The second alarming parallel is reflected by the eternal elitism knitted into the structures of both parties. The INC has been unwise to allow the scions of Jawaharlal Nehru to lead the party for over 50 years after his passing, as this nepotism has bred resentment among voters. Zuma’s hints toward appointing his ex-wife as party president implies that his influence will not wane. Should he be successful in this endeavor, the ANC opens itself up to allegations that it has become an establishment party for the elites, rather than the robust, broad-appeal party image it has carefully cultivated for years.

The INC enjoyed decades of power, relying on the numbers game. Though its marketing portrayed a centre-left party for the people, scandals ranging from the impropriety of land deals amongst the INC family tree to the coal allocation scam seem to have alienated numerous voters. Many former supporters of the INC concerned with corruption have found a new home in the Aam Aadmi Party (AAP), while those concerned with economic reform have sided with the Bharatiya Janata Party (BJP).

A similar three-front war is brewing against Zuma. It includes dissenting ANC members, the Democratic Alliance (DA), and the Economic Freedom Fighters (EFF). The ANC is likely to face the toughest challenge to its absolute majority in the 2019 elections. The DA and EFF have seen a perfunctory, yet promising glimpse into voter sentiments through public protest aimed at Zuma, and could easily capitalize on the ANC’s impending schisms.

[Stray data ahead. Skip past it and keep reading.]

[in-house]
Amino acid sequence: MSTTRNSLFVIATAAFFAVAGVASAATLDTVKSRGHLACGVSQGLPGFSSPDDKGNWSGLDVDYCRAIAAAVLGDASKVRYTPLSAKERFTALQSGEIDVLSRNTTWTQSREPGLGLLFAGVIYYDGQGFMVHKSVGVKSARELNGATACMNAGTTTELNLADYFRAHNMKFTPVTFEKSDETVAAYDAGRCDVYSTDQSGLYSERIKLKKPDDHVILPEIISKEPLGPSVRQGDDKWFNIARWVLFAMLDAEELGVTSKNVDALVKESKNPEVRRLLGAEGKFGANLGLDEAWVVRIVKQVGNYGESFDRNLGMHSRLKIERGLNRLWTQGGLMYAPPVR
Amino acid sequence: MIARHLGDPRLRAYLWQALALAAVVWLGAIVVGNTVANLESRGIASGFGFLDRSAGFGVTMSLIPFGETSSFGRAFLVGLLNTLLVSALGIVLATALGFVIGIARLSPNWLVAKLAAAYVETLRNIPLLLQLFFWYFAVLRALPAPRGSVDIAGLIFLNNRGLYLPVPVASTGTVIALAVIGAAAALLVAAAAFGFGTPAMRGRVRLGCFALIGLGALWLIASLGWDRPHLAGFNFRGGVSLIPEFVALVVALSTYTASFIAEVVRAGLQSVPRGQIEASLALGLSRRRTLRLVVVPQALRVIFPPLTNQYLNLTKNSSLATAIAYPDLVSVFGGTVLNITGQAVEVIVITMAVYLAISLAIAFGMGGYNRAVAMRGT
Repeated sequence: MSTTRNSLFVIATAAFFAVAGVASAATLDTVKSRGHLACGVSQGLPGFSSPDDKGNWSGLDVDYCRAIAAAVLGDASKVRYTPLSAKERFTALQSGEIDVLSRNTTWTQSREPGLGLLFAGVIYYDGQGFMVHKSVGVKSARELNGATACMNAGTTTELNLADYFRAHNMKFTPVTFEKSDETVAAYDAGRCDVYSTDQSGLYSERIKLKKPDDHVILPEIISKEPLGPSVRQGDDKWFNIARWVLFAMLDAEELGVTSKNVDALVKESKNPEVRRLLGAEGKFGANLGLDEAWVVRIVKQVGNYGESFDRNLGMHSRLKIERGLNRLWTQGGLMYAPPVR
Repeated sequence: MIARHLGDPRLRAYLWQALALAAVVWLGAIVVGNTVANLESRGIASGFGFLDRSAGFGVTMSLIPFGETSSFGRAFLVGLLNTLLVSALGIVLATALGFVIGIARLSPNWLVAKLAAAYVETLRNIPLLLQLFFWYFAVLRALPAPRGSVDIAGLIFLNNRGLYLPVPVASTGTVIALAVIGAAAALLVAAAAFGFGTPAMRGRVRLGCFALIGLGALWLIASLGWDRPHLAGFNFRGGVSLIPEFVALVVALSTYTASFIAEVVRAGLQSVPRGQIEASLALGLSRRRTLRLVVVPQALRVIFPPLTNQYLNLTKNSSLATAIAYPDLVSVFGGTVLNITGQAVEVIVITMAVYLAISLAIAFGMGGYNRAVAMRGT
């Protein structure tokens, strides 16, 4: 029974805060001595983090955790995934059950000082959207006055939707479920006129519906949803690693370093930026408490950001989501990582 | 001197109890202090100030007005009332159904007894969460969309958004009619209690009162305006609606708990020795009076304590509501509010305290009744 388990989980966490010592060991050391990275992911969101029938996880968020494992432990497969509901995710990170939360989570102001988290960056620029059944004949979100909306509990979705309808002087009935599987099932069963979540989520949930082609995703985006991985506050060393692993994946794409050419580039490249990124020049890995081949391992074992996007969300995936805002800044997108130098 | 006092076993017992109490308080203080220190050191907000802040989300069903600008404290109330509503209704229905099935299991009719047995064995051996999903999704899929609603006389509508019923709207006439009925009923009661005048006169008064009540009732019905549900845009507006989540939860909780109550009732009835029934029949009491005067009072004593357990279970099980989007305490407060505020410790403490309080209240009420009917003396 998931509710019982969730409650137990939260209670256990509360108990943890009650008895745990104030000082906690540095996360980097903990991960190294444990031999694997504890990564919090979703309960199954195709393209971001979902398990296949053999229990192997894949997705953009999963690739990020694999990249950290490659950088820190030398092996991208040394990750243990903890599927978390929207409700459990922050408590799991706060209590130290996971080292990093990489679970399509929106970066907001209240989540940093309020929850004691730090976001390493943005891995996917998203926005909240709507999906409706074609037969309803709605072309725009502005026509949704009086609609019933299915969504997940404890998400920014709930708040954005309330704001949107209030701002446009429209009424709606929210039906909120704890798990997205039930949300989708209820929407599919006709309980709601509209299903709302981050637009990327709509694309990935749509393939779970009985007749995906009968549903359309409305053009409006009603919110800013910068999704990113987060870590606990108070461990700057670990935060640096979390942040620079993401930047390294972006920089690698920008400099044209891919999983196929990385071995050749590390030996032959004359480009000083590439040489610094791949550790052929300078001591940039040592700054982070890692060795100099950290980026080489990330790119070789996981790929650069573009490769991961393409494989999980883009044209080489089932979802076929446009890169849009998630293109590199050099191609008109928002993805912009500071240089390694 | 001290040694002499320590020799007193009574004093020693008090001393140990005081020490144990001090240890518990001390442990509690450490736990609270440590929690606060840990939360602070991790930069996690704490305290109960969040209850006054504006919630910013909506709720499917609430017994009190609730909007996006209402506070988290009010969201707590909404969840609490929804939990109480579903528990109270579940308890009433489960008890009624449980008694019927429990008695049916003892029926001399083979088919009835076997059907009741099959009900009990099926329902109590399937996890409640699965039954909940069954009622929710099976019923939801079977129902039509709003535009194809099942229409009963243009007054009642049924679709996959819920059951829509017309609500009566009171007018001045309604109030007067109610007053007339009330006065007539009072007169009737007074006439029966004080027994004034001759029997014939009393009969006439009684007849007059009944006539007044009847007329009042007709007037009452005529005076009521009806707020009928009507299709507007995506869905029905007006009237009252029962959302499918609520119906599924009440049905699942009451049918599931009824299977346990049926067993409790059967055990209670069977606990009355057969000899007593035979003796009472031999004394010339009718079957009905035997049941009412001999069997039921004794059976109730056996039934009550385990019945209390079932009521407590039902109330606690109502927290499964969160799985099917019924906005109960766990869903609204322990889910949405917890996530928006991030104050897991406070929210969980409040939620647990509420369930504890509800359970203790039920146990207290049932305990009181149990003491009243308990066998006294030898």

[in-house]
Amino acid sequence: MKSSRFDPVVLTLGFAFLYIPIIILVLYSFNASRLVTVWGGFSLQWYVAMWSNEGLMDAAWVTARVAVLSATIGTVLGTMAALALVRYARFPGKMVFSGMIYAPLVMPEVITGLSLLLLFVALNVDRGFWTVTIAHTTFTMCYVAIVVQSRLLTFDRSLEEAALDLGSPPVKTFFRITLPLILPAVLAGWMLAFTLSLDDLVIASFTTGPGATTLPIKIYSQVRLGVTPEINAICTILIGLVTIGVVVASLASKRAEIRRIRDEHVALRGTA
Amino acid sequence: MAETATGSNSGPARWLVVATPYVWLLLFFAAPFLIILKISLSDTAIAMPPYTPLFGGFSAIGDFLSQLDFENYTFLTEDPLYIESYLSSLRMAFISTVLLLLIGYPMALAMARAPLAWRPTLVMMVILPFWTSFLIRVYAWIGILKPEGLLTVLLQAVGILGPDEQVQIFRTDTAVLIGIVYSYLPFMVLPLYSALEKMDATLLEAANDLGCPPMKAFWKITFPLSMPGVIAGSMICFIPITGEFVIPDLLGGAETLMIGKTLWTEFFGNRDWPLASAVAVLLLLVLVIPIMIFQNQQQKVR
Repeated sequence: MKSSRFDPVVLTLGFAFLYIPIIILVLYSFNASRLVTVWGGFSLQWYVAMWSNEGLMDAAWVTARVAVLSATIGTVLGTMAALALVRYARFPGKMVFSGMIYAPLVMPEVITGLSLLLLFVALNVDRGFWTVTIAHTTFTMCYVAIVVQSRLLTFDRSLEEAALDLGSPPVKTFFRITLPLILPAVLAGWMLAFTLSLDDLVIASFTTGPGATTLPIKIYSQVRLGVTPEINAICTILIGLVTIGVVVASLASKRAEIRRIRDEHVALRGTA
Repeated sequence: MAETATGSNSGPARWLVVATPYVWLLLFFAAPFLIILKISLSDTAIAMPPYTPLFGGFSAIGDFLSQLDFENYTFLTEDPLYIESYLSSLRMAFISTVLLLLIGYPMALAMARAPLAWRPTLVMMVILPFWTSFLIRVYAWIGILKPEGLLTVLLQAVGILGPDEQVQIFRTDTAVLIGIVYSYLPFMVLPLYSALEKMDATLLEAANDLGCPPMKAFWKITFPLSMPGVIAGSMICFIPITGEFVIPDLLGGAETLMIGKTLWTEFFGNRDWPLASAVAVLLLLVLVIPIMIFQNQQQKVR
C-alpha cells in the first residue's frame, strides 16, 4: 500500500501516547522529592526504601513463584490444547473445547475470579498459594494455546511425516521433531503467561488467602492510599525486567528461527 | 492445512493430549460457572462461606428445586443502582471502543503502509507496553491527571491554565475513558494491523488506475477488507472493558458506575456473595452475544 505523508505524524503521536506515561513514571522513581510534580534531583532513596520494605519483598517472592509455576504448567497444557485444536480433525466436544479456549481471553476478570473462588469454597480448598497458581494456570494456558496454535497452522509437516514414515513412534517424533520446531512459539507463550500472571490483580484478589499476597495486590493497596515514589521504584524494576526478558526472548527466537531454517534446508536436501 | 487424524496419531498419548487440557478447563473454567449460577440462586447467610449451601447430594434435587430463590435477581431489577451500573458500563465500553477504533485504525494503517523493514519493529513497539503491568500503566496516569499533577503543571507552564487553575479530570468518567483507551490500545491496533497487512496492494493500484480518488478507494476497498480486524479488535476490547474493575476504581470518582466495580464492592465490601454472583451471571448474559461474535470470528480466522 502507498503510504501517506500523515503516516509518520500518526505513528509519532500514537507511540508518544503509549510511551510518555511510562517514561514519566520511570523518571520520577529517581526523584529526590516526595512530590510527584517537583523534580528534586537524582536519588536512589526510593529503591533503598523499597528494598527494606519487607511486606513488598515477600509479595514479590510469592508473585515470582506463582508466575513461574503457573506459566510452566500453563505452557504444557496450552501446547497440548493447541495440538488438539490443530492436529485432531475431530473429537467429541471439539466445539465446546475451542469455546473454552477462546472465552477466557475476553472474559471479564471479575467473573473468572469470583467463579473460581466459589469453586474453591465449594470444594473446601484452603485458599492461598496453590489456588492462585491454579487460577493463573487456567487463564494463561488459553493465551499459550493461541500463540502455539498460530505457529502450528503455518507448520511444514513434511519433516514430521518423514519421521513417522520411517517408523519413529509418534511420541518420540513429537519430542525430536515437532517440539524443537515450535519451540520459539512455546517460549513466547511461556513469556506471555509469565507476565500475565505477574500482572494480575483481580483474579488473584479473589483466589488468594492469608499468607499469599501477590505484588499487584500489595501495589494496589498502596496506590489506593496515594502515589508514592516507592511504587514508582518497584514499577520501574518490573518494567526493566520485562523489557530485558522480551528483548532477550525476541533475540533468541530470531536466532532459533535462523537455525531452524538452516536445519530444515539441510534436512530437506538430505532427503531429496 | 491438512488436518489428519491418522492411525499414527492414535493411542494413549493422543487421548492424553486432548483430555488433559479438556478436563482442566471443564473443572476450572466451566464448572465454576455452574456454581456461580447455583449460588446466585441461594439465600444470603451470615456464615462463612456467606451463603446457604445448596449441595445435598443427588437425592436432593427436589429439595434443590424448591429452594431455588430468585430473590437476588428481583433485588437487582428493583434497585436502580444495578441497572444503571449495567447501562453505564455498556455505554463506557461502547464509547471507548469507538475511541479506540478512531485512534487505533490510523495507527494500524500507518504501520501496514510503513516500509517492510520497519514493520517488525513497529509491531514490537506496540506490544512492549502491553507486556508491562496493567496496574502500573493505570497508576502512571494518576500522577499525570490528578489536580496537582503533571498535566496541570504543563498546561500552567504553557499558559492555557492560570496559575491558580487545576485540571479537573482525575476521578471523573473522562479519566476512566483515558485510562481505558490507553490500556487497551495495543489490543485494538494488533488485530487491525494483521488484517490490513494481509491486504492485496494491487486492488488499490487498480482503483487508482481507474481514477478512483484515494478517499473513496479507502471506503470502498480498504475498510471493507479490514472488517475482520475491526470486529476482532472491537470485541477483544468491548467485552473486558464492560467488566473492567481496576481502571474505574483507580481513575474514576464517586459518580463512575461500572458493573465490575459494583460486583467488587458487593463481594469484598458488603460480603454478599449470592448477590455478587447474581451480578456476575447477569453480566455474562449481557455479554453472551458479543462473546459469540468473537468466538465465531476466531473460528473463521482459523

Economic populism remains a curious choice of weapon for Zuma to employ. Populist movements, which have recently afflicted even the most stable democracies, are likely to be the source of Zuma’s downfall. Therefore, the logic is to co-opt the same strategy, as the opposition appears rooted in the hopes that the populist narrative will become watered-down and ineffective if used by each party. The young, black male population, who remain debilitated by unemployment, have been particularly vulnerable to populist rhetoric. The EFF has courted this demographic by touting the policies of Marxists such as Thomas Sankara and Frantz Fanon, who were both revered for their contempt of capitalism and the ruling elite.